Bring Natural Gas under GST: Another much-awaited reform is the coverage of natural gas under GST (Goods and Services Tax). Prime Minister Narendra Modi declared this as a commitment of his government in February 2021. The existing VAT regime on gas has a dual problem — firstly, the rate is very high in some of the states (thankfully, Andhra Pradesh recently reduced it from 24.5 percent to 5 percent).

Secondly, and more importantly, the rates differ significantly from state-to-state — this makes the markets inefficient, hampering the free movement of gas across India and defying the basic principle of ‘one nation-one market.’ Therefore, a buyer of natural gas needs to plan from which state he needs to buy gas not only based on the demand-supply-price considerations but also the VAT structure. With the implementation of GST, such market inefficiency would be taken care of. Even if the government implements GST rates which are revenue-neutral to it, the major issue of market inefficiency and free movement of gas would be resolved.

Gas is cheaper as compared to other fuels, considering the calorific value, barring periodic aberrations in global fuel prices
Gas is cheaper as compared to other fuels, considering the calorific value, barring periodic aberrations in global fuel pricesPSUWatch

Terminating exclusivity period in CGD areas: As the authorisation for CGD business is granted to an entity by the ‘State’ with the exclusion of other entities in the same area, CGD is a state-created monopoly. The rationale for the creation of a monopoly in this business is that CGD is a capital-intensive business involving the creation of infrastructure. Hence the creation of duplicate infrastructure by more than one entity in the same area would not be in the interest of society.

However, it is the duty of the ‘State’ to protect the interest of consumers vis-à-vis the monopoly entity authorised by it. Consumer interest can be protected either by: (i) Control on prices of monopoly, or (ii) Ending the monopoly status after a reasonable period. The PNGRB Act adopts the model (ii) above and it does not empower PNGRB to control the prices charged by the CGD entity, but provides for ending the monopoly privilege of the CGD entity after the expiry of the marketing exclusivity period.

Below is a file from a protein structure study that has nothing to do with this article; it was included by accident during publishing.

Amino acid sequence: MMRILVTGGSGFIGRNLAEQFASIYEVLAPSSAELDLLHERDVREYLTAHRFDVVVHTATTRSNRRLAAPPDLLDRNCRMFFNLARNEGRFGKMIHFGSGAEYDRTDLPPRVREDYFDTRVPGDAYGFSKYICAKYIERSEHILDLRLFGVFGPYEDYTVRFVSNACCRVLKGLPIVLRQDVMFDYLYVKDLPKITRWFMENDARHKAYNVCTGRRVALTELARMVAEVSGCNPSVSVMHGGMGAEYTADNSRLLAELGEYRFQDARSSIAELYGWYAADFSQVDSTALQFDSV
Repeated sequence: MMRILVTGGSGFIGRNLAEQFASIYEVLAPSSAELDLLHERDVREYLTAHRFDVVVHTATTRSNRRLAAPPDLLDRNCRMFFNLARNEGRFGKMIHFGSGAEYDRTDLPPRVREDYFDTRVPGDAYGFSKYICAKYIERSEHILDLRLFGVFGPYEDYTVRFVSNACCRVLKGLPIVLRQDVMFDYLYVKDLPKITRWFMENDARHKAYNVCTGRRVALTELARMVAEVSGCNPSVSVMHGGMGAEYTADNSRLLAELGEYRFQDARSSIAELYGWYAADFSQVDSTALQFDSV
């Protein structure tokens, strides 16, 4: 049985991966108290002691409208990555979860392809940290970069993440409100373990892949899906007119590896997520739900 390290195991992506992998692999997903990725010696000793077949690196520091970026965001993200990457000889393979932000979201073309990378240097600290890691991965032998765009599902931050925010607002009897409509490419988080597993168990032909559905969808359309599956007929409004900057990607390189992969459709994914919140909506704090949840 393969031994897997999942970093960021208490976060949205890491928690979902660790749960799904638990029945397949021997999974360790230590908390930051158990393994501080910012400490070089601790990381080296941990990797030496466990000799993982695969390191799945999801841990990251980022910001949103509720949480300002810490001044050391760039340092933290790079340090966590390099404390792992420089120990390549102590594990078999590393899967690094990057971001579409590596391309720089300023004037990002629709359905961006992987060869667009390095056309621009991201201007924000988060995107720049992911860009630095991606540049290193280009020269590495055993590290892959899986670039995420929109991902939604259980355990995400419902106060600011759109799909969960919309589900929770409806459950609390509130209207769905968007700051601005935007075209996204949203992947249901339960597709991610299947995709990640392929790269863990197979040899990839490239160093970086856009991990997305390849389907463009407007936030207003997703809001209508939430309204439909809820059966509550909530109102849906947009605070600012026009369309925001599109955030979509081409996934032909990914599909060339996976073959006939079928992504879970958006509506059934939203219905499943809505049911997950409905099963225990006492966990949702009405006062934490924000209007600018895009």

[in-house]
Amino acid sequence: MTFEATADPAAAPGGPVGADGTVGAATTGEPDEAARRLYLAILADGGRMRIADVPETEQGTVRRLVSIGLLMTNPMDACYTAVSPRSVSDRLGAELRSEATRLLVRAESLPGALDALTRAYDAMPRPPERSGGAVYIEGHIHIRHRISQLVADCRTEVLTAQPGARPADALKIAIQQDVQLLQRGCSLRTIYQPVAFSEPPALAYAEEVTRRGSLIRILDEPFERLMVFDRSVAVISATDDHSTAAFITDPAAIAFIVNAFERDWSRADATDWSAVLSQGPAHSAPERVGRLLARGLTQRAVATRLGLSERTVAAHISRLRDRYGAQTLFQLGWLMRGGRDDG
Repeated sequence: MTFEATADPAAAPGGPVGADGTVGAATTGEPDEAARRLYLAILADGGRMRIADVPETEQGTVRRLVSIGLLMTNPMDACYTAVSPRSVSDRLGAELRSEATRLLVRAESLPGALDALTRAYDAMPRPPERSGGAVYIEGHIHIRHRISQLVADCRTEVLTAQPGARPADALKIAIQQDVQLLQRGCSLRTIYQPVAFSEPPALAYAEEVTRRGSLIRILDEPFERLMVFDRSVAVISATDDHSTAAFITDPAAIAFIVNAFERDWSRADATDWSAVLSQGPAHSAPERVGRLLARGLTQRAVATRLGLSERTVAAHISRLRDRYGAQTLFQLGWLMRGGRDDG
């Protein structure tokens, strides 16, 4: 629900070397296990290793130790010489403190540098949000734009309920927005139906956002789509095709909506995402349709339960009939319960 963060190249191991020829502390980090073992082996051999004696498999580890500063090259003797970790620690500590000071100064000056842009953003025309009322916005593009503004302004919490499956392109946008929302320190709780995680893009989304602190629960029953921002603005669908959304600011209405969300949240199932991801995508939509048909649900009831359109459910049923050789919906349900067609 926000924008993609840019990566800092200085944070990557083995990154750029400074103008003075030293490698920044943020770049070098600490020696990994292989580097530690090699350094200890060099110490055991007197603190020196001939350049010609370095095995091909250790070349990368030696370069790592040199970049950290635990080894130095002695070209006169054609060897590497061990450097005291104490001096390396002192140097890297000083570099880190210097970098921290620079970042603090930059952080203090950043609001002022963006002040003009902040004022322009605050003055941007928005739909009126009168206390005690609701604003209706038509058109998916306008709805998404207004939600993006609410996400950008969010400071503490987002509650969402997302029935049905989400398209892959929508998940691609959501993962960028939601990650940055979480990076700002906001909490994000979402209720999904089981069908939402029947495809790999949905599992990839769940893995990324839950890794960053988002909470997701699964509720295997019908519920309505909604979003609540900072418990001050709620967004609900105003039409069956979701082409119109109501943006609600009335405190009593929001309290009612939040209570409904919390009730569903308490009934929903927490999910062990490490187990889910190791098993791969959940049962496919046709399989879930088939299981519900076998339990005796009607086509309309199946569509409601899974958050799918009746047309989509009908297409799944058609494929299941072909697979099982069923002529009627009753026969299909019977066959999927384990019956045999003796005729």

PNGRB has notified regulations for making a process for declaring a CGD network as a common carrier twice, and on both the occasions, the regulations were challenged in courts. While PNGRB needs to finalise the regulations detailing the process of terminating the exclusivity of the CGD entities, the government also needs to intervene as it makes available subsidised gas to CGD companies for CNG and PNG domestic connections.

Encouraging the gas exchange: The gas exchange provides the buyers and sellers easy access to a competitive gas market with visible gas price benchmarks, flexible procurement terms with a secure and transparent payment system. An electronic trading platform of the gas exchange discovers natural gas prices for both R-LNG and domestically produced gas via trading under standard contracts.

Though trading volumes on the exchange have started to increase, there still exist significant barriers that require a sustained policy and regulatory support to create a vibrant gas trading market to develop a natural gas price index based on local market buy and sell conditions. 

Gas-fuelled power plants: The government’s emphasis on solar and wind power has created imbalances in the availability of power across different time-zones during the day. To balance the power demand and maintain power supply throughout the day, gas-fuelled power plants can be a good solution, as their start-up time is minimal. However, there remain various regulatory and commercial issues impeding the production of balancing power from gas-fired power plants. The power and gas industries need to resolve the issues along with regulators.

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Support to Bio-gas: Another area which requires more government support is the development of the Bio-gas sector. Bio-gas is produced from waste, hence there is no cost of raw material. These plants are typically labour-intensive, hence, they create a large number of unskilled/semi-skilled jobs in villages. Since they require low capital, they can be initiated by small entrepreneurs, leading to opportunities for new entrepreneurs. Since the feed is agro/forest/municipal waste, it avoids the burning of waste, thereby combating pollution, and it generates energy indigenously, saving forex.

Another similar government initiative for the production of ethanol from sugarcane and other crops for blending with petrol and diesel has done remarkably well. The bio-gas industry is still struggling despite the government’s support. The government would do well in contractually ensuring the purchase of bio-bas from such plants at a reasonable price by OMCs and CGD companies.

The author is a former Chairman of PNGRB and a former Chairman & Managing Director (CMD) of Oil & Natural Gas Corporation (ONGC).

Disclaimer: This is an Op-ed article. The opinions expressed in this article are the author's own. PSU Watch does not endorse nor support views, opinions or conclusions drawn in this post.